I would like to share my quarterly newsletter. I have included a review of a railway related exhibition by Rob Davies and more about walk the line and our next move. Check it out here
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Thanks for reading
We did it! 56 miles over two days from Carmarthen to Aberystwyth! we walked and drove (yes felt a bit cheating to us too, but a lot of the land was privately owned) we braved the bad weather, and overgrown terrain, we pushed through sore ankles, wet feet, wet clothes and cold hands.
The experience was absolutely awesome and well worth it, I have never walked that far before and or in the name of art. We walked with focus and purpose to move the body, embrace the present and reflect on the past, and to basically stay on the right track.
The rest of the story will be written on the walk the line blog HERE
In October, 2014, I had the good fortune to meet Dr Louise Ritchie, a researcher and lecturer in Drama, Performance and Television at Aberystwyth University. We were both attending a Welsh learners’ weekend called Campiaith–I was facilitating a bilingual capoeira class and Louise was a student attending the full workshop. We exchanged numbers, initially with an idea for me to run a capoeira workshop with the students. In the course of a phone conversation, we discovered we were both working on ‘train projects’: my project “Singing the Line into Existence,” and Louise’s “Day Return.” Both projects have an interest in, and involve performance place and travel. As a result of this chance meeting, a reverse Strategic Insight Programme placement or SIP was awarded to me, to work with Louise within the University, to build upon this shared interest, and find similarities and crossovers. Since then, our work has roller-coastered into a busy and fruitful new collaboration that runs parallel to Singing the Line into Existence and Day Return called Walk the Line.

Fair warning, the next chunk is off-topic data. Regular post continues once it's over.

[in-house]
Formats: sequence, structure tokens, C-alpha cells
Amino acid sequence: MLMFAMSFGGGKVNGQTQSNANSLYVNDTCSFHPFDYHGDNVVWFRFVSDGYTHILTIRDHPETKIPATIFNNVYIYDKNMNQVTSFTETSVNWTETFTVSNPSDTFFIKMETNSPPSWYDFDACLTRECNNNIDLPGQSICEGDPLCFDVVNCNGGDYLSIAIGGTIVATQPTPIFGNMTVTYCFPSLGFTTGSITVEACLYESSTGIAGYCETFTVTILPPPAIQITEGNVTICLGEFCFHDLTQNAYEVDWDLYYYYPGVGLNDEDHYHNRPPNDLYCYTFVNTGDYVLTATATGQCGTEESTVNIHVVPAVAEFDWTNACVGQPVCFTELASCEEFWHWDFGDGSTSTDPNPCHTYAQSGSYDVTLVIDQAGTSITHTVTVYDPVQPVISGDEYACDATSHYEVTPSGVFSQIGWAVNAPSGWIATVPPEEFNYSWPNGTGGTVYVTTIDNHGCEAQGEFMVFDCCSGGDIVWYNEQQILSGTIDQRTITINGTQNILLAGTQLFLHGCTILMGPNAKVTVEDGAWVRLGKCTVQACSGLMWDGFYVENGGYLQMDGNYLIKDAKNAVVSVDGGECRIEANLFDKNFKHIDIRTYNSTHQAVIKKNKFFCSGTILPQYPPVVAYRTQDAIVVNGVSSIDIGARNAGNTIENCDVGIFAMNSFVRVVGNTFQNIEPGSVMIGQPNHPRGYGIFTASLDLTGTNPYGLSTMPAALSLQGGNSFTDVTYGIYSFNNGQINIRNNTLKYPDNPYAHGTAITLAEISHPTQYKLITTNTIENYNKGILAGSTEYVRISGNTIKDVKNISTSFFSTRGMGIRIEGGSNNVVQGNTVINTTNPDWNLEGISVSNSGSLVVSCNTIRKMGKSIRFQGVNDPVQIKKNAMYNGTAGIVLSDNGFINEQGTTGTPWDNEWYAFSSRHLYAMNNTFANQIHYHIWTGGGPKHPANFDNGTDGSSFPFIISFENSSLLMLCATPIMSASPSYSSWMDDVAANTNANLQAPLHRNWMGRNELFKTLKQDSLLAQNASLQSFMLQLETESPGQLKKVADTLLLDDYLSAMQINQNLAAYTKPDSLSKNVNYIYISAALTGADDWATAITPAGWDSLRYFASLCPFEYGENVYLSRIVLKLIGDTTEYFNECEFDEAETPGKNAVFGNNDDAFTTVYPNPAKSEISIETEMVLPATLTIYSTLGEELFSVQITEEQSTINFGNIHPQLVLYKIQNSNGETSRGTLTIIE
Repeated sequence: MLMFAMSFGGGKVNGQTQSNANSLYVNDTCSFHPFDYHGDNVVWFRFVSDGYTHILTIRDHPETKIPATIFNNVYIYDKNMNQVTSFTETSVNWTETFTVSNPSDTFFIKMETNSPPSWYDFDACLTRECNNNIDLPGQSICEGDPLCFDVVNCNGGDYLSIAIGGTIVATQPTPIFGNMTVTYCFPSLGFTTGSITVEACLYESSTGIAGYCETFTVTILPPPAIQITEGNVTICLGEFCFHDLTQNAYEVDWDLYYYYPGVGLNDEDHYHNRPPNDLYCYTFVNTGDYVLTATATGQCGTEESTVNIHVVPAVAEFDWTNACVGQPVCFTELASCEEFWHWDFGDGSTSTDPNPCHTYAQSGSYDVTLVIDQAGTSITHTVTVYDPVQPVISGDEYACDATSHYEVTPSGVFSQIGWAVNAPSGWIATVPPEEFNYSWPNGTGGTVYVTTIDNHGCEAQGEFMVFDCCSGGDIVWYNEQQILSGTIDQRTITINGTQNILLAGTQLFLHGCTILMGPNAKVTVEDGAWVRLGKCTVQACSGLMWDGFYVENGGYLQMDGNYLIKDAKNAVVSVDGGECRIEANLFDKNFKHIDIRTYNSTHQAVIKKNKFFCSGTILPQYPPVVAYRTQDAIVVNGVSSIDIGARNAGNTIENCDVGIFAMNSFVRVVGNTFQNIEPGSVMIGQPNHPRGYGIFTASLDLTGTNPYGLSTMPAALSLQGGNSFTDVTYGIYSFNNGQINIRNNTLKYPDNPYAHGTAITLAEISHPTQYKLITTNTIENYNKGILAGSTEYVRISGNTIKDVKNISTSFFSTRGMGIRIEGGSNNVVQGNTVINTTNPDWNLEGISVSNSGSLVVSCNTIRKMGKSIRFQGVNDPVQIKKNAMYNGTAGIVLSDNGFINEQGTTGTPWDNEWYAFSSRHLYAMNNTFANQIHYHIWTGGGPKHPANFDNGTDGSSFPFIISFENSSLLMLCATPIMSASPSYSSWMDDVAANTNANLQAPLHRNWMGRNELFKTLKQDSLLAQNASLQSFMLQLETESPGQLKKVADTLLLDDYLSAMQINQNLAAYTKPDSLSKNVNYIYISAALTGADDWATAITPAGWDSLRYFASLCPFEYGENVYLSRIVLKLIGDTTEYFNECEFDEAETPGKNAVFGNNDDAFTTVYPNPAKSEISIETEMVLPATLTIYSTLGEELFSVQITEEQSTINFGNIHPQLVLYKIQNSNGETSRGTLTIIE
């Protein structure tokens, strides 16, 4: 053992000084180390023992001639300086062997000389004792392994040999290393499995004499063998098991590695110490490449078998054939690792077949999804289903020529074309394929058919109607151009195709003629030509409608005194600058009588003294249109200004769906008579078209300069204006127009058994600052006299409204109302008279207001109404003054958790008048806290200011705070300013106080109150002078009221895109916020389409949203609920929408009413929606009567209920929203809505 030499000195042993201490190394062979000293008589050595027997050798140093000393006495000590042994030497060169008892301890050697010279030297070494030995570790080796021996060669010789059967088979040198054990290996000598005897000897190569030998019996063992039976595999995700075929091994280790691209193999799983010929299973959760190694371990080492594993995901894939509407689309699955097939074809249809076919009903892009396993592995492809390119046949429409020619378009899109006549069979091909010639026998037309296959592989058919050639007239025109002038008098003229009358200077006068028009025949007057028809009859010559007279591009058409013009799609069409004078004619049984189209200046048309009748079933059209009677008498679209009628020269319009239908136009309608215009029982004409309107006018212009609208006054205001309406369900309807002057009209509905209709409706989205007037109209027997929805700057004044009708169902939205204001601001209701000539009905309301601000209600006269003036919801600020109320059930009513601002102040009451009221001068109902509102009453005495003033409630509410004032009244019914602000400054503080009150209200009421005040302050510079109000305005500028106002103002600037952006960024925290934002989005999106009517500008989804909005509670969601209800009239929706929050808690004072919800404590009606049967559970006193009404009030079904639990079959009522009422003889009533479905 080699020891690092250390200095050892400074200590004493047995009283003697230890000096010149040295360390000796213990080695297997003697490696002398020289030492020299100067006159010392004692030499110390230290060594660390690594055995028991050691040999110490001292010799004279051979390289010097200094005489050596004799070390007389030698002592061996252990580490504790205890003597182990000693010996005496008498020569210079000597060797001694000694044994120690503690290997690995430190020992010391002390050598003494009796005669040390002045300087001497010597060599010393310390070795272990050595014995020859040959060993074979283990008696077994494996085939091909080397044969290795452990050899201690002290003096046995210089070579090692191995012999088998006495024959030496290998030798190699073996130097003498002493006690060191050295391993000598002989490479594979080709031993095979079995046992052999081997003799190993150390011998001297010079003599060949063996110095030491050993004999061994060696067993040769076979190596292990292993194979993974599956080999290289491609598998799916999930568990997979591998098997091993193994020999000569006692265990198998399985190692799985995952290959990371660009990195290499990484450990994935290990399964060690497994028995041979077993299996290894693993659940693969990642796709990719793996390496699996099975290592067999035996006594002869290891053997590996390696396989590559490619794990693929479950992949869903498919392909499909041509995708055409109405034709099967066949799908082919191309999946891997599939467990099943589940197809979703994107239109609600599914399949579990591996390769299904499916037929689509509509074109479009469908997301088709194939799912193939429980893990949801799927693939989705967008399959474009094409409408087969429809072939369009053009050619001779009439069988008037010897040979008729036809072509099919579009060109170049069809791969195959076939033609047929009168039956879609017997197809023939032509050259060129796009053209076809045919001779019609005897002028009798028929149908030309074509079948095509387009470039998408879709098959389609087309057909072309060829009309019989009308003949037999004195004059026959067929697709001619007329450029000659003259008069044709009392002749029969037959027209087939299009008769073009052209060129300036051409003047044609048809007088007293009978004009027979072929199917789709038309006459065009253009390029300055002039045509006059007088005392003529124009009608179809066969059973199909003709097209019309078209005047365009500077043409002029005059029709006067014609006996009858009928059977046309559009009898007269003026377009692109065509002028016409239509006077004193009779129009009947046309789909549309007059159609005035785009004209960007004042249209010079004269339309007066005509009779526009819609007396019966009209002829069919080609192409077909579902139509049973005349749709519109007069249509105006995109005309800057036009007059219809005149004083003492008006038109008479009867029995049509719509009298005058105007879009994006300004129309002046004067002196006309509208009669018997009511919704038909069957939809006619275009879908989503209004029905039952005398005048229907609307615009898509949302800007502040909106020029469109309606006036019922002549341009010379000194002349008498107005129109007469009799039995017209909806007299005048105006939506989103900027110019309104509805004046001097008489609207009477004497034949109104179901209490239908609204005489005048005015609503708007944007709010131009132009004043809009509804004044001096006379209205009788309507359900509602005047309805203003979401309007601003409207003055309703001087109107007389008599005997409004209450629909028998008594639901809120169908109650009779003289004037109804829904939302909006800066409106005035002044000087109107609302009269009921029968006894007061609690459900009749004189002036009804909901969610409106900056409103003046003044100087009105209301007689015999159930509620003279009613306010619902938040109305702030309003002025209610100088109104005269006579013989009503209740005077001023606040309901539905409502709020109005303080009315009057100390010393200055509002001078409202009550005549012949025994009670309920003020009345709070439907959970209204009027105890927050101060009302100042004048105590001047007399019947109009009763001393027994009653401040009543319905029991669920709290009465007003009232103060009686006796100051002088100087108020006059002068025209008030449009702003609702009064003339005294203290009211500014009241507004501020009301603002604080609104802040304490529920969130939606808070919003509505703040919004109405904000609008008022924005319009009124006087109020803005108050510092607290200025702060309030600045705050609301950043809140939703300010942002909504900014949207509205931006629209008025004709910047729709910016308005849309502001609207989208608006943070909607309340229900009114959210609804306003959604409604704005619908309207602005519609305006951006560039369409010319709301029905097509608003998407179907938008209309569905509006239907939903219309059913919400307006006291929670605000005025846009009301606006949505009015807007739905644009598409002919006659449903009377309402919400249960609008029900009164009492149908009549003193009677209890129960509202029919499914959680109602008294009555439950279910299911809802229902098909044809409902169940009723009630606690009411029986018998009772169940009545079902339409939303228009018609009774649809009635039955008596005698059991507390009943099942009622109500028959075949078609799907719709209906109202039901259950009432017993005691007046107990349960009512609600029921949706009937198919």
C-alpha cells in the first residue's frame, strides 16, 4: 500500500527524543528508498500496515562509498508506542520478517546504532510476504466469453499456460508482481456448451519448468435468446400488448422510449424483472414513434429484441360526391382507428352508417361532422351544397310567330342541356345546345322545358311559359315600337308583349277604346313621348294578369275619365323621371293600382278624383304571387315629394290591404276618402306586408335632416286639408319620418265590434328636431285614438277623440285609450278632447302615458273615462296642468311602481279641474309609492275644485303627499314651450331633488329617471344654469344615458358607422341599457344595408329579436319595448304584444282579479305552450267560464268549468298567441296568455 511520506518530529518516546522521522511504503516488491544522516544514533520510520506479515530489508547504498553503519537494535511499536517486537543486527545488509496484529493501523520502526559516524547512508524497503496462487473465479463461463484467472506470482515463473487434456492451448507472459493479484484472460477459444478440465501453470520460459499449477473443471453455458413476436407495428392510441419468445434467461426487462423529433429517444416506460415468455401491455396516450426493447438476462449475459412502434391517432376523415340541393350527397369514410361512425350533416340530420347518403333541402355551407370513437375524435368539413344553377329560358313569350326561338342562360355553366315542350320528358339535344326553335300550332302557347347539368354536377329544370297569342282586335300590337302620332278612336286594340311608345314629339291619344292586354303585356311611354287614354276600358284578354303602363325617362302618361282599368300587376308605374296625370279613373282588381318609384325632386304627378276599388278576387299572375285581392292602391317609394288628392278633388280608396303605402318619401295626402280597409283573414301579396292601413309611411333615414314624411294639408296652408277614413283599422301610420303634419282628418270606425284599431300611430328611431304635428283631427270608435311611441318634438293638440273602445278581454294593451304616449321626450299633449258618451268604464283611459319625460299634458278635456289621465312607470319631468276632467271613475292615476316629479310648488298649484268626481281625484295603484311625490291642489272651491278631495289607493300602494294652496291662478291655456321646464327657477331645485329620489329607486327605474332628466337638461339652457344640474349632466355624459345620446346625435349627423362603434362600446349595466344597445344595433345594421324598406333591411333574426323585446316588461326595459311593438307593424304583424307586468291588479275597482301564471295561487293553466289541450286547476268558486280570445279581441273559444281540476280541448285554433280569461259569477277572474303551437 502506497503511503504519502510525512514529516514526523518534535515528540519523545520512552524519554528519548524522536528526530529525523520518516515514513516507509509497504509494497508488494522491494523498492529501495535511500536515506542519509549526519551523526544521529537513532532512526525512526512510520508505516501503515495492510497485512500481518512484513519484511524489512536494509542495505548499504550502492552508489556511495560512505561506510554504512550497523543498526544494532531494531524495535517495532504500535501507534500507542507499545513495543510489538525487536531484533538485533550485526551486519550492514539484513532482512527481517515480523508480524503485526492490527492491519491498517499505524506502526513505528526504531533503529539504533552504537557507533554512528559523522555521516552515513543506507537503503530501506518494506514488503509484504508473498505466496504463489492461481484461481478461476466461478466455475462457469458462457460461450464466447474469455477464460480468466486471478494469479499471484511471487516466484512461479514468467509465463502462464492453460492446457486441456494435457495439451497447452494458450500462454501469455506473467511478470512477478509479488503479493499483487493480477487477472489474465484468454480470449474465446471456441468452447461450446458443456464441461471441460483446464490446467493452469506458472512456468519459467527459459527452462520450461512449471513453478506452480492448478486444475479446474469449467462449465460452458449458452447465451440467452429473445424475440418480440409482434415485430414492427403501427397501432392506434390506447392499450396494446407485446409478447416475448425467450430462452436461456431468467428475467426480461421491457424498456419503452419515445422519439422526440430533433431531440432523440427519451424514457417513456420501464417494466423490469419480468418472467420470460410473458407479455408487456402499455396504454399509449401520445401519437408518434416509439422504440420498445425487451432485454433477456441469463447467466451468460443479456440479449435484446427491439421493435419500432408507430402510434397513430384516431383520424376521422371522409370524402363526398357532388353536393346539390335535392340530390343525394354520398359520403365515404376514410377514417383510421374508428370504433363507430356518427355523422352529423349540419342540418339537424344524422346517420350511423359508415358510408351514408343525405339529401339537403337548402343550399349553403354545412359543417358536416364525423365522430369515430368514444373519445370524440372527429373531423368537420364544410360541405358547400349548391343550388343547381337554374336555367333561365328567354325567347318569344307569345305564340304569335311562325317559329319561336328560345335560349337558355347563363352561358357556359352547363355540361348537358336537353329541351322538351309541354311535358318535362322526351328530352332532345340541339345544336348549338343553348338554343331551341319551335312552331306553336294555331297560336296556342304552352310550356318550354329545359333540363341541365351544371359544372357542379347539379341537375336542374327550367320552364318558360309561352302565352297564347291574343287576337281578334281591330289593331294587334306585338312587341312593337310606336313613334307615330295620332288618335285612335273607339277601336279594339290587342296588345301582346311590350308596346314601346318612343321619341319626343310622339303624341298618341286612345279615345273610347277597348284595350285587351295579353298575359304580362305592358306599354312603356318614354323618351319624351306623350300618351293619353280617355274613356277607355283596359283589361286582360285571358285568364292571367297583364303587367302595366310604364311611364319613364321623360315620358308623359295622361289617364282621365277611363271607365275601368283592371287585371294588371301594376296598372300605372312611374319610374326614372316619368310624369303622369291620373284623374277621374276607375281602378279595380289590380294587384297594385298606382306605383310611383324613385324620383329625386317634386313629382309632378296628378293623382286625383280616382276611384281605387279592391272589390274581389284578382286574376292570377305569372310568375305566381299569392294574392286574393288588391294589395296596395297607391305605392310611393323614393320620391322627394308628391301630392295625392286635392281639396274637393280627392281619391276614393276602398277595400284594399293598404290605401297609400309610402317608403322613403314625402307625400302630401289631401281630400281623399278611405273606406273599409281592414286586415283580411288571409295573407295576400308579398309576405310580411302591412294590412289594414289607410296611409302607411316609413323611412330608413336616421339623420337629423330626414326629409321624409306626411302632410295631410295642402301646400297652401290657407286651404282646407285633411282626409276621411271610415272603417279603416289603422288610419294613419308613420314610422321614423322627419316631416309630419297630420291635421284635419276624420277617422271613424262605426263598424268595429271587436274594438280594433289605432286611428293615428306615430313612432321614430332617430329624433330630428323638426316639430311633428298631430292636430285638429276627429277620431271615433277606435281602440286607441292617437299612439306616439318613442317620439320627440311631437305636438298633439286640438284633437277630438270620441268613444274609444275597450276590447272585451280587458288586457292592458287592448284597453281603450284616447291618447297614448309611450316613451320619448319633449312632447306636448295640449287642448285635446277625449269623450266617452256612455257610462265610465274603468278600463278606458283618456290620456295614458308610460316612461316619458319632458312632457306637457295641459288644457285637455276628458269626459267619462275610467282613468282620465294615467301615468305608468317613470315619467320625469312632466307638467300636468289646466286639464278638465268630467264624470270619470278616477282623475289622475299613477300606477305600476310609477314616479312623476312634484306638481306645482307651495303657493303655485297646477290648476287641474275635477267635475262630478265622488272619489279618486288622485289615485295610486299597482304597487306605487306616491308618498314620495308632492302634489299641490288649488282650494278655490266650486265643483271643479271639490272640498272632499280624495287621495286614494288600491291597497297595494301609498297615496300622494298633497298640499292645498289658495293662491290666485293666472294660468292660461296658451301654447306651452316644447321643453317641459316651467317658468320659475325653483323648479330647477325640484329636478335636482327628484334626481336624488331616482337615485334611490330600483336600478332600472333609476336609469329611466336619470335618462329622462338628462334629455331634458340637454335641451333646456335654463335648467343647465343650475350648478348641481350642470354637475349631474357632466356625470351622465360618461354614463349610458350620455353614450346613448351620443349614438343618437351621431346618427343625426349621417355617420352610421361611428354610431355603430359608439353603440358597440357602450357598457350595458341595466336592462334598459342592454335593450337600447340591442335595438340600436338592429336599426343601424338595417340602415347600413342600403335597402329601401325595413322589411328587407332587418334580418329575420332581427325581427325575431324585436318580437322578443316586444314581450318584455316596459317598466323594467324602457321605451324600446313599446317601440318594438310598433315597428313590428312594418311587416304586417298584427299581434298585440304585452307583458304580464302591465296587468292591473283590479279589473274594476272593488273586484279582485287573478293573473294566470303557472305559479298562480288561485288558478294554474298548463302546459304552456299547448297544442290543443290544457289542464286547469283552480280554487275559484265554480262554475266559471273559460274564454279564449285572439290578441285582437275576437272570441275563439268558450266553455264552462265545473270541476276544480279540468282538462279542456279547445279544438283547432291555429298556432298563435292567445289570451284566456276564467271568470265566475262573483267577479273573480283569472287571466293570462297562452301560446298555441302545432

Louise and I have had regular meetings full of enthusiastic creative ideas involving research and performance.
In this blog, over the next few days and weeks, I will up date you on the research that we are conducting together such as papers and books I have discovered in the course of my research. I will also reflect on research already conducted for Singing the Line into Existence since July 2012, and my involvement with the Traws Link Cymru campaign, since February 2013.
Our first SIP meeting on the 4th December 2014 was a good indicator that collaboration with Louise was going to generate an abundant in ideas. At this meeting, we made plans and organised an open field trip Walking through History on the 14th December, to mark the 50th anniversary of the flood at Llanilar near Aberystwyth. This flood event was the catalyst for passenger rail services to be truncated.
On the morning of 14th December, 9:45 am, Louise Ritchie, artist Naomi Heath, and Dylan Lewis, committee member of TLC and former mayor of Aberystwyth met me in a car park–formally Llanilar station, We set off for a morning walk to the spot where the flood happened very close to what was Felindyffryn Halt towards Trawscoed. (Our departure was documented by a journalist for the Cambrian News and published in the Decembe issue 2014. My hope that a wide selection of the community could join us bringing with them enthusiasm to walk, respond, tell stories, share interesting and relevant facts along the line. However this was not the case as we due to time constraints we ran out of time to orgainse it. However, on reflection, the group of artists who did join us – a train enthusiast and 1 artist was very powerful. Simply doing the act in an intimate group, sharing stories and historical facts, recording and documenting and creating art brought a wealth of insight into the project.